Kadyckchan is one of those quintessentially soviet places: built by gulag prisoners to house coal miners for which there was little economic need, when the soviet union fell, the people left very quickly. In 2008, there were (apparently) fewer than 250 people left in a town that was once home to 10,000. What makes it more interesting in the average ghost town is the soviet hallmarks: big cement apartment blocks, propaganda, statues, and Chernobyl-like abandonments of households that look untouched – cars in the garage, books on the shelf. I first stumbled across Kadykchan on perennial favorite English Russia, which has a great collection of photos from the town site (browse the English Russia Kadykchan photos here). English Russia has a pretty dramatic title for their post – the “city of abandoned dreams” – which overstates things a bit, IMHO. A more apt description would be “the city that perfectly illustrates the follies of planned economies.”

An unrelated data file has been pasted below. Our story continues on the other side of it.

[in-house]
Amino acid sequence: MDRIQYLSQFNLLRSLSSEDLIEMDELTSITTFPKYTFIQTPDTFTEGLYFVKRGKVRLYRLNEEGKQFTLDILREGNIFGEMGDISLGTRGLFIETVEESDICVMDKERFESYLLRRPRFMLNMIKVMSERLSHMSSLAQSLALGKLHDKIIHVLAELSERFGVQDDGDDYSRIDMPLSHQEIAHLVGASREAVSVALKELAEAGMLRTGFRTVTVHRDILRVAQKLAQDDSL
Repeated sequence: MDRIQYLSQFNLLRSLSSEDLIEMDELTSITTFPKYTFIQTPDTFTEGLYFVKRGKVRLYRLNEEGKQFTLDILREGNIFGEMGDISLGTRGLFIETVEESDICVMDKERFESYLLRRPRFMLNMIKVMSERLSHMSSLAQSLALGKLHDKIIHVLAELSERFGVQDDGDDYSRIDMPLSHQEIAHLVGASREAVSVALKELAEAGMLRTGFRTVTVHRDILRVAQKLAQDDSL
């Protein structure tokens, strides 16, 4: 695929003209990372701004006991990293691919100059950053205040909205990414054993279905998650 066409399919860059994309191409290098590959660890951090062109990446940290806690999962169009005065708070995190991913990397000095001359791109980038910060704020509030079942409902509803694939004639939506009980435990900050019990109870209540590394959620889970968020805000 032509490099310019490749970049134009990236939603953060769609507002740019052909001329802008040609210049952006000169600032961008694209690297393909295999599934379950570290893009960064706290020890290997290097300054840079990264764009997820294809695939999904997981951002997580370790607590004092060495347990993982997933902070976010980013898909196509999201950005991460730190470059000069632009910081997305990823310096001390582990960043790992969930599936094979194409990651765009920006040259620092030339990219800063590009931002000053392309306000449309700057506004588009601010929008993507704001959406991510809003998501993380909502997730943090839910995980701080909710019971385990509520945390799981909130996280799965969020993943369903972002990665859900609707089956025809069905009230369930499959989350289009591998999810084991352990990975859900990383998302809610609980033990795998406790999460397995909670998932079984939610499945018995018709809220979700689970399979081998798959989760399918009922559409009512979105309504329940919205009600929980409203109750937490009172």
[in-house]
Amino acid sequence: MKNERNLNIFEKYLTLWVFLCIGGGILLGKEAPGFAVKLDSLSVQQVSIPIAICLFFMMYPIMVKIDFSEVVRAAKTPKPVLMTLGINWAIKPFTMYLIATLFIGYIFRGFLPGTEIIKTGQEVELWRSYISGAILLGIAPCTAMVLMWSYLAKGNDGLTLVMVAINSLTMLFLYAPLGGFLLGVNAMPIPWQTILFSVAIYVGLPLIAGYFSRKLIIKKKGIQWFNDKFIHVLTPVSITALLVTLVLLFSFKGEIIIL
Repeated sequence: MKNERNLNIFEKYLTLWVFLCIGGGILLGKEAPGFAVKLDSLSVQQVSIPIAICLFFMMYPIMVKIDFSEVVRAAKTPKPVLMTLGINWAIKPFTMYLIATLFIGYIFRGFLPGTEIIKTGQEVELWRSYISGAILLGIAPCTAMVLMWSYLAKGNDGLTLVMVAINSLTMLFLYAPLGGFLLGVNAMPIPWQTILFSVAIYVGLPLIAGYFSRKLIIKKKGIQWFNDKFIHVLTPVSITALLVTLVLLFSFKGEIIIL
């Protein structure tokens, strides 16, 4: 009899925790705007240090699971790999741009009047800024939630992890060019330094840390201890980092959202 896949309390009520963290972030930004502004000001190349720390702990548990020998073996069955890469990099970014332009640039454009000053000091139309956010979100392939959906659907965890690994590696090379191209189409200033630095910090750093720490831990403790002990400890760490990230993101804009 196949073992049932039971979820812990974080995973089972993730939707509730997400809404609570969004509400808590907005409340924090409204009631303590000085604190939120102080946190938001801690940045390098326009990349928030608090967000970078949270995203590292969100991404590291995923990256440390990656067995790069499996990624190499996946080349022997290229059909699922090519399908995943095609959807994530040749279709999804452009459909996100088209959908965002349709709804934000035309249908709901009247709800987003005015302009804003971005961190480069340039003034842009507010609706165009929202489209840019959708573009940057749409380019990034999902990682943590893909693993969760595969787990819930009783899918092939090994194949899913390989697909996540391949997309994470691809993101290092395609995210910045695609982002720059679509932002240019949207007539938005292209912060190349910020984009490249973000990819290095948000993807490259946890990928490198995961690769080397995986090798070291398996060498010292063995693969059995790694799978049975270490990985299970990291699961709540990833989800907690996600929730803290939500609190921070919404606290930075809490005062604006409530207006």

Below you’ll find the Google Maps satellite view of Kadykchan, yours to explore. Its a neat one – note as you poke around the absence of cars or people, and the streets covered in washed out dirt – nature looks to be reclaiming Kadykchan as fast as the people can leave.
If you like this map, you should also explore The Sunken Remains of Russia’s Navy, which includes pretty cool satellite images of tonnes of sunken warships abandoned around Murmansk.
Edit: Helium History Mysteries has a different story about the abandonment of Kadykchan:
“During an especially bad Siberian winter all the plumbing throughout the city froze and burst. The heating failed and trucks could not make it into the town with food and supplies. Very quickly people began to freeze to death. Others slowly starved. As the emergency spread the Russian military arrived. They evacuated the survivors and buried the dead. Left behind was an empty city and the ghosts of those who didn’t survive long enough to escape their freezing doom.” [Helium]